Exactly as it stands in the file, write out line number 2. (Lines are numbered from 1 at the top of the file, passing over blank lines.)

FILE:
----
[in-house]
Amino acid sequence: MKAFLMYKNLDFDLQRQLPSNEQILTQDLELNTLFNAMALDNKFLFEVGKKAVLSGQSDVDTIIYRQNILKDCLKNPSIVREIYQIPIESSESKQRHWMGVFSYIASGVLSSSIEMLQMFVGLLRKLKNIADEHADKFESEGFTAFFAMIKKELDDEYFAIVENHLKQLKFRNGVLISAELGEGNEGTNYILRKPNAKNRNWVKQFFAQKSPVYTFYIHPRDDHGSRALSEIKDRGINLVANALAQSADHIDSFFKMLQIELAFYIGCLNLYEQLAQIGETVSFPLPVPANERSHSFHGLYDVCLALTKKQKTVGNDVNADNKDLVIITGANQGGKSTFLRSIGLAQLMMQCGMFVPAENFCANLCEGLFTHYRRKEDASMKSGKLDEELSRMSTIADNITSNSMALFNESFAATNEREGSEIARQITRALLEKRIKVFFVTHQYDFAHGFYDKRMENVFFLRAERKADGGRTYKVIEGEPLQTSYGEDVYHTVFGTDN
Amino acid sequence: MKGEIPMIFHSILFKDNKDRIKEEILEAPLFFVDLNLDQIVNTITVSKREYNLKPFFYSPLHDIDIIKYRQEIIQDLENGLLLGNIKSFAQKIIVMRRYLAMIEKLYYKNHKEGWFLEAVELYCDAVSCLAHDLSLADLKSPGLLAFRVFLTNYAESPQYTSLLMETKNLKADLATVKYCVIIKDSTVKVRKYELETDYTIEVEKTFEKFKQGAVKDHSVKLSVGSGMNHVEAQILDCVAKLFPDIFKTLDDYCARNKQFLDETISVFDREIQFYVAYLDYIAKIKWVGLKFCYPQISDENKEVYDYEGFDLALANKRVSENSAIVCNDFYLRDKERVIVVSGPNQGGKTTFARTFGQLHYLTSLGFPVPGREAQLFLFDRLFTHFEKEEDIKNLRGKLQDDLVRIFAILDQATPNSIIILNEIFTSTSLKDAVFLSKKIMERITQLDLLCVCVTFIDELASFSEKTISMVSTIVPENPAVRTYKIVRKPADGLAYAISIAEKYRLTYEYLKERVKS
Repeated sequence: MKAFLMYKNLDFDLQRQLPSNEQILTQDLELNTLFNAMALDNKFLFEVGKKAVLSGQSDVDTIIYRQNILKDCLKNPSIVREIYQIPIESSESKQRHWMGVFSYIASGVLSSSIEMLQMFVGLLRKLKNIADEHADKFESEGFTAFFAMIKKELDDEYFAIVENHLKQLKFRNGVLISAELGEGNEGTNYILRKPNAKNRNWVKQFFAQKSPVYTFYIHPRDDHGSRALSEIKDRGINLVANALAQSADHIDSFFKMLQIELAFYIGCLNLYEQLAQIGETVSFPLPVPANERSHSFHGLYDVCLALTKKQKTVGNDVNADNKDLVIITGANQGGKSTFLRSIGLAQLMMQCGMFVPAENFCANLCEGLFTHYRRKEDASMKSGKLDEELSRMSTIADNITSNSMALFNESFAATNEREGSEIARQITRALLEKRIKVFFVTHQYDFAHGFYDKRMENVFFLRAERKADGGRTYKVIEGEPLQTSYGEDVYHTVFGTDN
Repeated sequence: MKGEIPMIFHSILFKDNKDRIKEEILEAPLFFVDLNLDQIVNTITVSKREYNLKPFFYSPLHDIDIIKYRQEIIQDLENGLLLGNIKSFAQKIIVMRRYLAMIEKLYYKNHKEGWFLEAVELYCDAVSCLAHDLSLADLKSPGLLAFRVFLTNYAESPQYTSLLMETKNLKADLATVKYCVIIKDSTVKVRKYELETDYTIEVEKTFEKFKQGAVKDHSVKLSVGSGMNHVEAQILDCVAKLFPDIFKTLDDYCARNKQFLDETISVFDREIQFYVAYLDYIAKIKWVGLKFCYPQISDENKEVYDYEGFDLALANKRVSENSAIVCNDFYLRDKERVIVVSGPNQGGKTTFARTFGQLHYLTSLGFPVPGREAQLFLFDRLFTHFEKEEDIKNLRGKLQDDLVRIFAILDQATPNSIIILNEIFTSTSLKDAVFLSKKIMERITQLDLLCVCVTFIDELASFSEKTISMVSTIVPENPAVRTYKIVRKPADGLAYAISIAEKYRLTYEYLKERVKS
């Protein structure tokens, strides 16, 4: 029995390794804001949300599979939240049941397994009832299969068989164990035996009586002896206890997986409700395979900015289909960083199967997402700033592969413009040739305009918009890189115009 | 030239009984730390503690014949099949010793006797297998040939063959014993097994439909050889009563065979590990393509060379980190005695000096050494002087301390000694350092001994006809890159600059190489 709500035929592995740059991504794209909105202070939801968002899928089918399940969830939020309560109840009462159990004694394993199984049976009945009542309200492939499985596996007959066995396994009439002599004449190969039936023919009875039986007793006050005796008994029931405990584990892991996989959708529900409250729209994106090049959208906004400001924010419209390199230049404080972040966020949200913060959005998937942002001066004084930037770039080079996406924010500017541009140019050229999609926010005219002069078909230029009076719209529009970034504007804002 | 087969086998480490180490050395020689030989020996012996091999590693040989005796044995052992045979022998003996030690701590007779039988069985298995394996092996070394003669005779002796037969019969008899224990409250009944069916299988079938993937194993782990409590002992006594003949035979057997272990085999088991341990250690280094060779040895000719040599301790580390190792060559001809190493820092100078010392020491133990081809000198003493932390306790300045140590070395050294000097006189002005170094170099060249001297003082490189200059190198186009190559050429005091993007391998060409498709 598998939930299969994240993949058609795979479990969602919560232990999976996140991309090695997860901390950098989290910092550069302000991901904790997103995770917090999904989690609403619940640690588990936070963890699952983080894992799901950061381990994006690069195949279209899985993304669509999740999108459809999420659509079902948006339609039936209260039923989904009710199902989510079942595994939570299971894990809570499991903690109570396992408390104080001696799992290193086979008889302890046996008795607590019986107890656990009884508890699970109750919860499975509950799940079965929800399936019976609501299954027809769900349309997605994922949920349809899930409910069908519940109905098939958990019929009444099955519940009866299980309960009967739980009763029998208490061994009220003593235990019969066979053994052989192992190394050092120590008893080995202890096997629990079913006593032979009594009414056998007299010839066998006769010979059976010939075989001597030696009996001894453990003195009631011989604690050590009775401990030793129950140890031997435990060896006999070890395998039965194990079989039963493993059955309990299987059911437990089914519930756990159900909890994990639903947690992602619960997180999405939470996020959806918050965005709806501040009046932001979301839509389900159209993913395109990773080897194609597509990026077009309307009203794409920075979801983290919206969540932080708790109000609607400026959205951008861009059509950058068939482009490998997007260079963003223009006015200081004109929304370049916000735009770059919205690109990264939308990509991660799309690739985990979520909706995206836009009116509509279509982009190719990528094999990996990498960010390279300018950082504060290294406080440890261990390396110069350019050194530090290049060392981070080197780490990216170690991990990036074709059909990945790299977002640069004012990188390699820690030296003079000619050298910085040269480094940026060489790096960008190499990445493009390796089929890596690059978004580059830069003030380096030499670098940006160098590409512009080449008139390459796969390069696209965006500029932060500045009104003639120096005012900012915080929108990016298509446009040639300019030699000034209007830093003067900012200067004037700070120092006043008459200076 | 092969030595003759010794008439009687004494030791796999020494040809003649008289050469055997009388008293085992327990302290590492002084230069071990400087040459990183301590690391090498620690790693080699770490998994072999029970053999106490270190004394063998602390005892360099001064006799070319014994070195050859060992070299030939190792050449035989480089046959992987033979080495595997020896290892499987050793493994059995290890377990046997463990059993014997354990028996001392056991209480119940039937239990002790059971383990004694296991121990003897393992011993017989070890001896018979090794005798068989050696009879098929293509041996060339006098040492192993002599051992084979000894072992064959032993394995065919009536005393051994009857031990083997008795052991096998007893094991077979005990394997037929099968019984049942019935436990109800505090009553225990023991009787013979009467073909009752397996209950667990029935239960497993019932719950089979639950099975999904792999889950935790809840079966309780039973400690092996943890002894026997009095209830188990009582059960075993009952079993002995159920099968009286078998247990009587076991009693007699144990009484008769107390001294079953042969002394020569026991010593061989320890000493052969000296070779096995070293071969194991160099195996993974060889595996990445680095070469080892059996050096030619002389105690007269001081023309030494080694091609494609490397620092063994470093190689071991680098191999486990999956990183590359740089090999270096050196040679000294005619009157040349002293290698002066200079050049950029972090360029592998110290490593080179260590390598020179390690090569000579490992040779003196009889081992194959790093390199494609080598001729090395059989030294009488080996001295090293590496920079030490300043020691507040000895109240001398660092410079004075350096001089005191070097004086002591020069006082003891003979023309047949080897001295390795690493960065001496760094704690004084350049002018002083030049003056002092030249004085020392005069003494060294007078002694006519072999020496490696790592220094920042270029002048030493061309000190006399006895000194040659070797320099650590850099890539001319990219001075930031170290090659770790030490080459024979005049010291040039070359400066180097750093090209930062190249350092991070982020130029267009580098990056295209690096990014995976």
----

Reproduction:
Amino acid sequence: MKAFLMYKNLDFDLQRQLPSNEQILTQDLELNTLFNAMALDNKFLFEVGKKAVLSGQSDVDTIIYRQNILKDCLKNPSIVREIYQIPIESSESKQRHWMGVFSYIASGVLSSSIEMLQMFVGLLRKLKNIADEHADKFESEGFTAFFAMIKKELDDEYFAIVENHLKQLKFRNGVLISAELGEGNEGTNYILRKPNAKNRNWVKQFFAQKSPVYTFYIHPRDDHGSRALSEIKDRGINLVANALAQSADHIDSFFKMLQIELAFYIGCLNLYEQLAQIGETVSFPLPVPANERSHSFHGLYDVCLALTKKQKTVGNDVNADNKDLVIITGANQGGKSTFLRSIGLAQLMMQCGMFVPAENFCANLCEGLFTHYRRKEDASMKSGKLDEELSRMSTIADNITSNSMALFNESFAATNEREGSEIARQITRALLEKRIKVFFVTHQYDFAHGFYDKRMENVFFLRAERKADGGRTYKVIEGEPLQTSYGEDVYHTVFGTDN